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via The Baxter Blog
Monday, July 26th, 2010 by Duduzile Mathebula, images by Claire McNulty
Blk Sonshine at the Alexander Theatre somehow manage to transcend the venue’s rich ambience. It says a lot. Right in the heart of Braamfontein’s student district, by day the place bustles with workers and thousands of locals who live in the surrounding high rises. And by night the new middle class colonizes the streets: visible, boisterous and good-natured they trek here for sounds like no other.
Blk Sonshine is Masauko Chipembere and Neo Muyanga. Their first eponymous release came out in 1998. After ten-years, during which the duo split apart, one to the States, the other to Slaapstad, they released their second album, Good Life. They blend soulful melodies and percussive flurries over an acoustic flow evoking hip hop, jazz and folk among other traditional African influences.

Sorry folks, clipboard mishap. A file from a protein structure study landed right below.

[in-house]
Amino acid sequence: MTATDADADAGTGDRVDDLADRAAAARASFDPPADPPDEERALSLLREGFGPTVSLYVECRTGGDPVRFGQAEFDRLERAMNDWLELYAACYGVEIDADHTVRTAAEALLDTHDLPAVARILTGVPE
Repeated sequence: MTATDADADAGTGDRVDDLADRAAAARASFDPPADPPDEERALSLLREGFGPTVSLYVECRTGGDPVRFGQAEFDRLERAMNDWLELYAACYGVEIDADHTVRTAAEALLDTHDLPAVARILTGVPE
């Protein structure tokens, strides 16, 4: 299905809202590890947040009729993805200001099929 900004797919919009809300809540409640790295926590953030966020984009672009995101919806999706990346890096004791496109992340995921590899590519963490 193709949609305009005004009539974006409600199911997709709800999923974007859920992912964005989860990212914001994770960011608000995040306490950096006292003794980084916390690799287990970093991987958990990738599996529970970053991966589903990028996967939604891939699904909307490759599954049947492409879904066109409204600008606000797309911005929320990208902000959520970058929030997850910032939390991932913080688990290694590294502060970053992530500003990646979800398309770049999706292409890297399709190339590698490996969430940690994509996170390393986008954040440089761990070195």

The Alexander auditorium was happily full on the night. First up was Bongeziwe Mabandla, an up and comer, who dazzled with nothing besides a voice and a guitar, sincerely setting the tone for the show. After him was Two-parts Black who have rapturously diverting harmonies, then Tumi Molekane, poet turned MC, joined in. With spryly conscious rhymes and velvet lyricism, he was always going to be a crowd pleaser. Then Blk Sonshine took over. I had to recline in my seat and take in the music. It was like a show tailored just for me. The band played a set list right out of my dreams. “Borders”, “Born in a Taxi”, “Building” and “Crazy,” – all firm favourites. Painter Nico Pocco – who did the covers for both their albums – dressed in a dashiki and white pants busied himself with canvas and paint (dirtying his pants). Soon an abstract painting emerged. The artist who has been with them from the beginning is a testament to the band’s easygoing commitment to keeping in touch with their roots. You’ve got to love that.
There’s sometimes a moment when audience and band are in unison live. Brought on by a familiar note, a gesture or a shared something in a song. At this show that moment happened during the tantric “Soul Smile”. Helped by its acoustic sparseness which enables intimacy as the vocals sink foxily in.